Mitt Romney’s Choice
Last year, President Obama signed into law a health care plan that requires citizens to maintain health insurance. In conservative and Tea Party circles, that “individual mandate” – which gives the government the power to fine Americans who don’t purchase insurance – may be the single most unpopular decision Mr. Obama has made as president.
Mr. Obama wasn’t first to pass an individual mandate. In 2006, Massachusetts Governor Mitt Romney passed a law that required his state’s citizens to purchase health care insurance.
And that presents Mr. Romney with the single biggest challenge of his likely run for the 2012 GOP presidential nomination.
Mr. Romney has three choices. He can:
1. Defend Unequivocally: Mr. Romney can defend his state’s 2006 health care bill without making any excuses for the bill.
2. Defend Partially: He can defend pieces of his legislation while attempting to distance himself from the more controversial parts.
3. Admit He Was Wrong: Mr. Romney can admit he was wrong regarding the individual mandate and say he has learned from the mistake. Problematically for Mr. Romney, this option opens him up to the recurring charge that he is a “flip-flopper.”
Mr. Romney’s approach so far has been to partially defend his bill. He’s made the case that his law in Massachusetts is different than President Obama’s, since states have the right to enact a mandate whereas the Federal Government doesn’t. He’s said, “Our experiment wasn’t perfect – some things worked, some didn’t, and some things I’d change.”
But positioning himself in the middle leaves him vulnerable to attacks from both sides. His likely 2012 rivals, including Haley Barbour and Mike Huckabee, have denounced “RomneyCare.” And President Obama has offered purposefully unhelpful compliments about Romney’s approach to health care.
So What Should Romney Do?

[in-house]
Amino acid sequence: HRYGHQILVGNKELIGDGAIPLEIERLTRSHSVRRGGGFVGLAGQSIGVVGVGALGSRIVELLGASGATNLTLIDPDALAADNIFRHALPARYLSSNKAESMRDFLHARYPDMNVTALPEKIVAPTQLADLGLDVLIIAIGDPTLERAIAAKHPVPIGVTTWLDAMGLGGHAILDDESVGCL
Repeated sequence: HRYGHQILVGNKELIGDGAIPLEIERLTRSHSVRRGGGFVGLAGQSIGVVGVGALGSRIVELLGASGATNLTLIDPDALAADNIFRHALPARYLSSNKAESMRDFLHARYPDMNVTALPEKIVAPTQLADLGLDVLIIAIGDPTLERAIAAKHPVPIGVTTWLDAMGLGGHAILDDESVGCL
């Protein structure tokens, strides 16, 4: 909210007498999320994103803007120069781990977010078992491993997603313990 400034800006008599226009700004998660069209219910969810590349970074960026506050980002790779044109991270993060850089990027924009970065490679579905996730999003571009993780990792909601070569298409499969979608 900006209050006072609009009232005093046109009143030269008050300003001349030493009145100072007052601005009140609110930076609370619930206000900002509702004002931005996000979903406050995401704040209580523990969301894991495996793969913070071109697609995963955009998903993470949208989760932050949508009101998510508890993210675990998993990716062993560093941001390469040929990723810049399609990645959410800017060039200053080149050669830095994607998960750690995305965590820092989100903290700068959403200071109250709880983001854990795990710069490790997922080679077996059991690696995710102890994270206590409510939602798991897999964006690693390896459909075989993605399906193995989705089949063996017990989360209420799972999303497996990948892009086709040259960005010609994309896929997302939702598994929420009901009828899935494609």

The 2008 primary bids of John McCain and Hillary Clinton offer some guidance for Mr. Romney.
In June 2007, John McCain was polling in single digits in Iowa. His candidacy was largely regarded as dead, mostly as a result of his support for immigration reform – which was wildly unpopular among the GOP base. McCain dropped his support for the bill bearing his name, and the immigration issue receded in importance as primary voters went to the polls. He went on to win the Republican nomination.
During her failed attempt to win the 2008 Democratic nomination, Hillary Clinton rejected several opportunities to apologize for her vote to authorize the war in Iraq. Her position was counter to views of the Democratic base, and the issue remained a top priority for Democratic primary voters. She lost her bid for the Democratic nomination.
Mr. Romney has two choices, both fraught with risks.
He can continue defending his health care law in the hopes that the issue becomes less important to primary voters. But barring a big international or domestic event, that seems unlikely.
His better choice is to disown his Massachusetts plan, calling it well-intentioned but wrong. Like John McCain, he should do it early in the campaign cycle (now) to take some of the charge out of the issue. Both 2008 examples (McCain and Hillary) suggest that ideological purity – even in the face of a position change – is more important than ideological consistency.